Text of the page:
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Biotinidase Deficiency Medication

  • Author: Germaine L Defendi, MD, MS, FAAP; Chief Editor: Maria Descartes, MD  more...
 
Updated: May 06, 2016
 

Medication Summary

Biotin is the drug of choice (DOC) for biotinidase deficiency.

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Vitamins and cofactors

Class Summary

Organic substances are required by the body in small amounts for various metabolic processes. They are used clinically for the prevention and treatment of specific deficiency states. Biotin is the DOC for biotinidase deficiency.

Biotin

 

An essential coenzyme in fat metabolism and in other carboxylation reactions. Biotin deficiency may result in the urinary excretion of organic acids and changes in skin and hair. Functions as a coenzyme or a prosthetic group in all 4 of the body's carboxylases. Each of these carboxylases maintain critical roles in intermediary metabolism. In these enzymes, biotin serves as a carrier for CO2.

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Contributor Information and Disclosures
Author

Germaine L Defendi, MD, MS, FAAP Associate Clinical Professor, Department of Pediatrics, Olive View-UCLA Medical Center

Germaine L Defendi, MD, MS, FAAP is a member of the following medical societies: American Academy of Pediatrics

Disclosure: Nothing to disclose.

Specialty Editor Board

Mary L Windle, PharmD Adjunct Associate Professor, University of Nebraska Medical Center College of Pharmacy; Editor-in-Chief, Medscape Drug Reference

Disclosure: Nothing to disclose.

Margaret M McGovern, MD, PhD Professor and Chair of Pediatrics, Stony Brook University School of Medicine

Margaret M McGovern, MD, PhD is a member of the following medical societies: American Academy of Pediatrics, American Society of Human Genetics

Disclosure: Nothing to disclose.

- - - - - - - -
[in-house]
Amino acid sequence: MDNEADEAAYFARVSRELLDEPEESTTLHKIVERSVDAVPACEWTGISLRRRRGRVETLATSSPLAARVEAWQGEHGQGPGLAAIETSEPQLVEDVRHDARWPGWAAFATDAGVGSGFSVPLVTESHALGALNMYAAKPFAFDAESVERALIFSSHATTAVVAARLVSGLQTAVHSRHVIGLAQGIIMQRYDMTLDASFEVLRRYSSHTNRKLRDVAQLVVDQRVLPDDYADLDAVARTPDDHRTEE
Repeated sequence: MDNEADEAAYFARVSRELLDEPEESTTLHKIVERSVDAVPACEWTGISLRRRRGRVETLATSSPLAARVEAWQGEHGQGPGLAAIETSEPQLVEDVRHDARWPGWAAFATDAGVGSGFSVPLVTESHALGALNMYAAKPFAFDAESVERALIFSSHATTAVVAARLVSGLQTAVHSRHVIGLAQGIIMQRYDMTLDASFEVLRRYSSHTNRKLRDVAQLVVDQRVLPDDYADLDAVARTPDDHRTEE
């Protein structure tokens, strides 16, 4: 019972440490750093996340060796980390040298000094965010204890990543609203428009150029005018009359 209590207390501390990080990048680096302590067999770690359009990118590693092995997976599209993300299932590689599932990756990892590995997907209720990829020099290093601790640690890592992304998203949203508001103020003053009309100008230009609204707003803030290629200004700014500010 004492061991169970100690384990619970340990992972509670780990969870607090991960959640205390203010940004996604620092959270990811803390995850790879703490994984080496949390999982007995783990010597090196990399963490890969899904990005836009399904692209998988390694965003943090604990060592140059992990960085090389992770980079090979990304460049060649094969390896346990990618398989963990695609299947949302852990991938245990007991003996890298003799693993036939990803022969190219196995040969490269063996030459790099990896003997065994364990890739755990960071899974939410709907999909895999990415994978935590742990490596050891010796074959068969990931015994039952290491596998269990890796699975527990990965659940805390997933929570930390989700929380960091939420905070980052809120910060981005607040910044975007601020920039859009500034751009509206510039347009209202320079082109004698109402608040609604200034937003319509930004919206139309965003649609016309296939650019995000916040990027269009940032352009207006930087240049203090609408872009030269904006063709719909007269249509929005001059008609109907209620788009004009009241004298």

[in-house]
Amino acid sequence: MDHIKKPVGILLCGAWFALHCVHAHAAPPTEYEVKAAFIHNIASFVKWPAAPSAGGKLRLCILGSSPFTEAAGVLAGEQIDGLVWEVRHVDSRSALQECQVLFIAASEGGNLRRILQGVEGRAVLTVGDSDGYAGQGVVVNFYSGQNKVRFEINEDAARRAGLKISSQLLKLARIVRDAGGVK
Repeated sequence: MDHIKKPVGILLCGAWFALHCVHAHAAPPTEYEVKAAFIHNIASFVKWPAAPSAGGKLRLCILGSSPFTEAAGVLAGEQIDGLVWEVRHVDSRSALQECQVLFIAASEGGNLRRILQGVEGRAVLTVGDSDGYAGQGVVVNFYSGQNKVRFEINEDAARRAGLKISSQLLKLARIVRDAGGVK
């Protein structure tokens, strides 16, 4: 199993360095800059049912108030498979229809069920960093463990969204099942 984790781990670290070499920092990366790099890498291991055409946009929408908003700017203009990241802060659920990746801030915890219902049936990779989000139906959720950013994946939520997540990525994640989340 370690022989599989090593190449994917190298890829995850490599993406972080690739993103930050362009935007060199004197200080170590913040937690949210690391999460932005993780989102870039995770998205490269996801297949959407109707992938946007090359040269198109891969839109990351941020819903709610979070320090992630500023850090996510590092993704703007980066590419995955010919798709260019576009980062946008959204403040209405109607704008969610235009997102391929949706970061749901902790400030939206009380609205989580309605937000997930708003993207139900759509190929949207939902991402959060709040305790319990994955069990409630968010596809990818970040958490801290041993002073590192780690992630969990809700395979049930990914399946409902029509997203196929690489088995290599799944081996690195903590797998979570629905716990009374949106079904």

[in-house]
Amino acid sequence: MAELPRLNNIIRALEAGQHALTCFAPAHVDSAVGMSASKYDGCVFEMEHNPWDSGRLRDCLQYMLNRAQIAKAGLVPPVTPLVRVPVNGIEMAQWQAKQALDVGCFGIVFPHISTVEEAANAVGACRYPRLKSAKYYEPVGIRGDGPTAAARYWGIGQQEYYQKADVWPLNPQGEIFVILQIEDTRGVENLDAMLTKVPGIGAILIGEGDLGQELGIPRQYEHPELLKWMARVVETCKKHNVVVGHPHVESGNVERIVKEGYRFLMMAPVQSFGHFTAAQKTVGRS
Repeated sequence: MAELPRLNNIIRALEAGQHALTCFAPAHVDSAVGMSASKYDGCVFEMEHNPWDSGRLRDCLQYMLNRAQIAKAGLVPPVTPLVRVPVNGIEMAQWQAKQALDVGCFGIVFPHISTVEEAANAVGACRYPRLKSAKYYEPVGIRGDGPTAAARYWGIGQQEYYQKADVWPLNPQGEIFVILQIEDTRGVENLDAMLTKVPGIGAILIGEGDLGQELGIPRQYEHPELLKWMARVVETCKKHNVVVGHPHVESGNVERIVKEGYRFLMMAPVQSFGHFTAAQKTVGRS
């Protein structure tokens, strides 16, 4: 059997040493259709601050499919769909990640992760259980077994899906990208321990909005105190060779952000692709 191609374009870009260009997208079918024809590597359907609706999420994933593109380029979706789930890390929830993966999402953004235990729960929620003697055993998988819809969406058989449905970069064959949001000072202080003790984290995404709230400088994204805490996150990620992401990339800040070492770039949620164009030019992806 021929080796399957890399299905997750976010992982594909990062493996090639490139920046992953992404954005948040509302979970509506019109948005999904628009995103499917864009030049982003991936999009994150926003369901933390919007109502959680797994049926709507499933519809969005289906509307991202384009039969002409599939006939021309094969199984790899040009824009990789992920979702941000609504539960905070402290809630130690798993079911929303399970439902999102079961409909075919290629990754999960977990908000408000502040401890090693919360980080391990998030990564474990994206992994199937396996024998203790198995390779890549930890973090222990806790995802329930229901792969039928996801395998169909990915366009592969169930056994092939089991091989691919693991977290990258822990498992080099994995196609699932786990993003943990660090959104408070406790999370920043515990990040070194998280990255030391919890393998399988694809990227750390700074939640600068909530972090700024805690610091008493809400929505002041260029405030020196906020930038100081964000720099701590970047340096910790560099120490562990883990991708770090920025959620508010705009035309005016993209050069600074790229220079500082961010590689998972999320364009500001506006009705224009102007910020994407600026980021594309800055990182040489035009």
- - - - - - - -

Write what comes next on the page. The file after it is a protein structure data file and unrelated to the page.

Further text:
Chief Editor

Maria Descartes, MD Professor, Department of Human Genetics and Department of Pediatrics, University of Alabama at Birmingham School of Medicine

Maria Descartes, MD is a member of the following medical societies: American Academy of Pediatrics, American College of Medical Genetics and Genomics, American Medical Association, American Society of Human Genetics, Society for Inherited Metabolic Disorders, International Skeletal Dysplasia Society, Southeastern Regional Genetics Group

Disclosure: Nothing to disclose.

Additional Contributors

Christian J Renner, MD Consulting Staff, Department of Pediatrics, University Hospital for Children and Adolescents, Erlangen, Germany

Disclosure: Nothing to disclose.

Acknowledgements

Ronald G Davis, MD, MPH, FAAP Assistant Clinical Professor, Child Neurology, Florida State University; Owner and Medical Director of Pediatric Neurology, PA and Pediatric Neurology Epilepsy Center of Central Florida; Medical Director of Epileptology, Arnold Palmer Hospital for Women and Children in Orlando, Florida; Medical Director, Central Florida Muscular Dystrophy Association Clinic

Ronald G Davis, MD, MPH, FAAP is a member of the following medical societies: American Academy of Pediatrics, American Epilepsy Society, and Child Neurology Society

Disclosure: Nothing to disclose. Marc P DiFazio, MD Associate Professor, Department of Neurology, Uniformed Services University of the Health Sciences; Director, Pediatric Subspecialty Services, Shady Grove Adventist Hospital for Children

Marc P DiFazio, MD is a member of the following medical societies: Alpha Omega Alpha, American Academy of Cerebral Palsy and Developmental Medicine, American Academy of Neurology, Child Neurology Society, and Movement Disorders Society

Disclosure: Nothing to disclose.

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